Government’s move to explore a gold-oil barter policy has been questioned by civil society organisations as to whether it is feasible or not.
Vice President Dr. Bahamudu Bawumia had suggested that the government would explore a gold for oil barter policy – where gold, rather than the country’s US dollar reserves, will be used to buy oil products in a bid to strengthen the country’s forex reserves position and currency depreciation, with the cedi having lost over 50 percent of its value this year.
However, the announcement has been described as weird, premature and one with the potential to breed corruption by Benjamin Boakye of Africa Centre for Energy Policy (ACEP) and Nana Amoasi VII of Institute for Energy Security (IES).
“We can always stress-test policy before announcements. Gold for oil is weird,” says Mr. Boakye. “The common denominator is the dollar. Total gold export was US$4.8billion, just about how much we needed to import refined products.”
Mr. Boakye, who is ACEP’s Executive Director, questioned how the government can raise enough dollars to buy all the gold produced in Ghana, or how it can buy all the gold produced in cedis.
Although it remains unclear how much gold government buys locally, he said the policy could struggle to address the current challenges in the economy.
He asked: “So, how much oil are we hoping to import with this announcement? Is it crude or refined products? Do we have a company dealing in both commodities to give us the discount? What happened to those scouts who went for cheap fuel in Abu Dhabi?
“No commodity is stronger than the dollar today. A bet on the future doesn’t resolve current challenges. By the way, how much gold has BoG purchased so far since the big announcement on gold reserve assets?”
Nana Amoasi VII, meanwhile, questioned how the government would buy gold to the tune of US$380million, which is the amount the country spends importing finished petroleum products every month.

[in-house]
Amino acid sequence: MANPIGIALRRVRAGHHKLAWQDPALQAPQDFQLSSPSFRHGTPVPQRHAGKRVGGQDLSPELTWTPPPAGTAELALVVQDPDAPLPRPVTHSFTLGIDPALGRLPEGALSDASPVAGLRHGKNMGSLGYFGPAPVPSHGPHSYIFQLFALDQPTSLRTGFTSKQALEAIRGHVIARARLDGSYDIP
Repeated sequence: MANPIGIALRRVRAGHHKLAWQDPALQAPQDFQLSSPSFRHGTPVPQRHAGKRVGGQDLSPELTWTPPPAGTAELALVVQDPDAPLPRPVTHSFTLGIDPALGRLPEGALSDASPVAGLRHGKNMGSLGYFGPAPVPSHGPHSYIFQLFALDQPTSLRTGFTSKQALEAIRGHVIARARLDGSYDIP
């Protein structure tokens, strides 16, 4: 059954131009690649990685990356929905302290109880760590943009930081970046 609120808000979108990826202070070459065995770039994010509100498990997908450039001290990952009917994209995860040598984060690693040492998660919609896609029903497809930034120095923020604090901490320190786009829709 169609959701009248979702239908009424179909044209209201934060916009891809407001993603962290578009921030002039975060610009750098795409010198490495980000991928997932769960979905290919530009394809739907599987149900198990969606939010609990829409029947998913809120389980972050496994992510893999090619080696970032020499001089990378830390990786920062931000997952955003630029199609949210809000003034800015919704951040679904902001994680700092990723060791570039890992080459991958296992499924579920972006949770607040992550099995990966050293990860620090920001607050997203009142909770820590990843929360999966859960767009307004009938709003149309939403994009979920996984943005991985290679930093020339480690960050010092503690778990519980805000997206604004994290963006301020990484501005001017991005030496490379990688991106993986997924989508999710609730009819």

“Our monthly import bill for finished petroleum products is roughly US$380million. Can government get gold to the tune of US$380million every month for exchange of finished products?” he queried.
He also lamented that barter is not a transparent arrangement and could breed corruption.
He said similar arrangements – including Iran’s ‘oil for food programme’ in the 1990s, Nigeria’s recent ‘crude oil for finished products’ programme – all became avenues for corruption.
He further stated that government is either short of ideas or is deliberately attempting to rob the citizenry.
Nana Amoasi VII also added that a more sensible move would be to find a strategic private partner to revamp and expand the Tema Oil Refinery (TOR), the country’s only refinery. TOR, which has yet to refine crude in the last eight months, needs a capital injection of about US$500million.
Just like Mr. Boakye, Nana Amoasi VII also wondered what had happened to the government team that went in search for reliable and affordable fuel for Ghanaians.
Dr. Bawumia, in a Facebook post on November 24, 2022, said the government is negotiating a new policy regime where gold (rather than our US dollar reserves) will be used to buy oil products.
He said demand for foreign exchange by oil importers in the face of dwindling foreign exchange reserves results in the depreciation of the cedi and increases in the cost of living with higher prices for fuel, transportation, utilities, among others; hence, the barter of sustainably mined gold for oil is one of the most important economic policy changes in Ghana since independence.
“The barter of gold for oil represents a major structural change. My thanks to the Ministers for Lands and Natural Resources, Energy, and Finance, Precious Minerals Marketing Company, the Ghana Chamber of Mines and the Governor of the Bank of Ghana for their supportive work on this new policy,” he said.
The new framework is expected to be fully operational by the end of the first quarter of 2023.
“If we implement it as envisioned, it will fundamentally change our balance of payments and significantly reduce the persistent depreciation of our currency with its associated increases in fuel, electricity, water, transport and food prices. This is because the exchange rate (spot or forward) will no longer directly enter the formula for the determination of fuel or utility prices since all the domestic sellers of fuel will no longer need foreign exchange to import oil products.”